Pitkin County’s Healthy Community Fund to distribute more than $3M in 2019
Choosing which Roaring Fork Valley nonprofit gets a piece of nearly $1.5 million from a recently reauthorized property tax requires a lot of work.
“We have some real rich conversations,” Steve Wickes, a member of the citizen board that makes the nonprofit recommendations, told Pitkin County commissioners Tuesday. “We’re not just a rubber-stamp committee.”
For 2019, the Healthy Community Fund will help bankroll 67 area nonprofits, as well as most of Pitkin County’s public health efforts. County voters reauthorized the property tax — first approved in 2002 — a week ago for nine years instead of six — the previous tax length — and at a higher rate.
The fund is expected to generate $3.08 million in 2019, said Mitzi Ledingham, the county’s strategic partnerships manager.
Of that, $1.75 million will go toward public health efforts such as mental health and integrated health care, senior services, the county’s detox center and other services mandated by local, state or federal legislation. The rest, which amounts to $1.46 million goes to 67 nonprofits that benefit community health.
Of those grants, the largest this year — $70,000 — will go to Mountain Valley Developmental Services, a Glenwood Springs-based agency dedicated to helping people with developmental disabilities live independently. The smallest grants of $500 each went to the Aspen High School Project Graduation and Basalt High School Project Graduation.
Other beneficiaries include well-known Roaring Fork Valley nonprofits including The Buddy Program, which will receive $50,000; Alpine Legal Services, which got $25,000; and the sexual assault and domestic violence support agency Response, which is slated for $48,000.
New recipients this year include the Center for Independence, which also assists those with developmental disabilities; Smiling Goat Ranch, which provides equine therapy; the Snowmass Chapel; Huts for Vets; the Aspen Valley Land Trust; and Colorado Wild Public Lands.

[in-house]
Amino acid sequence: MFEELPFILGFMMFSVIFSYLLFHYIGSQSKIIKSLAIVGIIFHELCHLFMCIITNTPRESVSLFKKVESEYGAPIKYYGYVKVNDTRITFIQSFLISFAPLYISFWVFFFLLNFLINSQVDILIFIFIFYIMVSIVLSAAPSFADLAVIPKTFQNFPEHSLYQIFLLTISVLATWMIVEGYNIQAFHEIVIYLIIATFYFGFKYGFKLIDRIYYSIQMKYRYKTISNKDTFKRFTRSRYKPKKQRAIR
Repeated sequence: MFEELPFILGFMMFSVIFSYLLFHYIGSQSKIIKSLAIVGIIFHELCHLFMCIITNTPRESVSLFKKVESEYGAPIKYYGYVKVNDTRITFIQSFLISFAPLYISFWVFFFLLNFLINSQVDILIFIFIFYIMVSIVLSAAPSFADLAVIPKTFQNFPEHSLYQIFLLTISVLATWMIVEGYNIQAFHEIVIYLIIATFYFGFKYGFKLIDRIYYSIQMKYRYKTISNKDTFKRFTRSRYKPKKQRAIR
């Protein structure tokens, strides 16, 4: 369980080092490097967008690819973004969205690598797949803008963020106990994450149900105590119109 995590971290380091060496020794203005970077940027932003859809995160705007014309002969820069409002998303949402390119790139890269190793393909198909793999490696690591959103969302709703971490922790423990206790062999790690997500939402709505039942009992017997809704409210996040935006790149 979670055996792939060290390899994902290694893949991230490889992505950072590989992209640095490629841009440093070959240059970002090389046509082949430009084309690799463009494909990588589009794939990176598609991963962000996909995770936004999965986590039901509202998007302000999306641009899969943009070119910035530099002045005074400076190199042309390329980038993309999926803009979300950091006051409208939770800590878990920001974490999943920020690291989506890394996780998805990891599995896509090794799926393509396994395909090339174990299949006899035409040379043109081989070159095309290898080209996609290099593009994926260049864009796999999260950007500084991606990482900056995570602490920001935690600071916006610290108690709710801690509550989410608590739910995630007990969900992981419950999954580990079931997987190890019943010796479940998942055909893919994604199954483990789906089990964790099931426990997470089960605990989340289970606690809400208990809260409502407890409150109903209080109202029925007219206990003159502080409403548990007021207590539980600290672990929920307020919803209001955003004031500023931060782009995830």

Pitkin County commissioners must sign off on the grants as part of the board’s annual budget process. And this year, like last, the only grant that caused consternation to board members involved the Wilderness Workshop.
Last year, commissioners criticized the longtime valley environmental organization because they felt it was spreading false information about the proposed Carbondale to Crested Butte Trail. Commissioners at the time questioned whether they wanted to support an organization they felt was against the trail.
The organization’s then-executive director denied Wilderness Workshop was against the trail and cited “misunderstandings” as the source of the criticism.
In the end, the commissioners granted the nonprofit $20,000 for 2018 because the money was specifically for discouraging oil and gas exploration in Pitkin County and for air- and water-quality monitoring. However, they said they wanted to see the results of the monitoring efforts.
This year, Ledingham said Wilderness Workshop finally did submit a four-page report about the monitoring, though it wasn’t very specific. The agency claimed the information was submitted to another body, which doesn’t give back specific information about Pitkin County, she said.
“It doesn’t quite get there,” Ledingham said of the report. “It’s been a difficult one.”
That was part of the reason the grant committee decided to give Wilderness Workshop only $10,000 this year instead of the $20,000 they asked for, Ledingham said.
Commissioner Rachel Richards said the non-specific report is not enough for the money the agency receives from Pitkin County.
“This is not in usable form, and if we can’t get that, we need to discontinue the program,” she said. “They need to take our requests seriously.”
Nan Sundeen, the county’s director of health and human services, said the 2019 contract with Wilderness Workshop will say the county must have the air- and water-quality monitoring data if the organization wants to continue receiving funding from the Healthy Community Fund.
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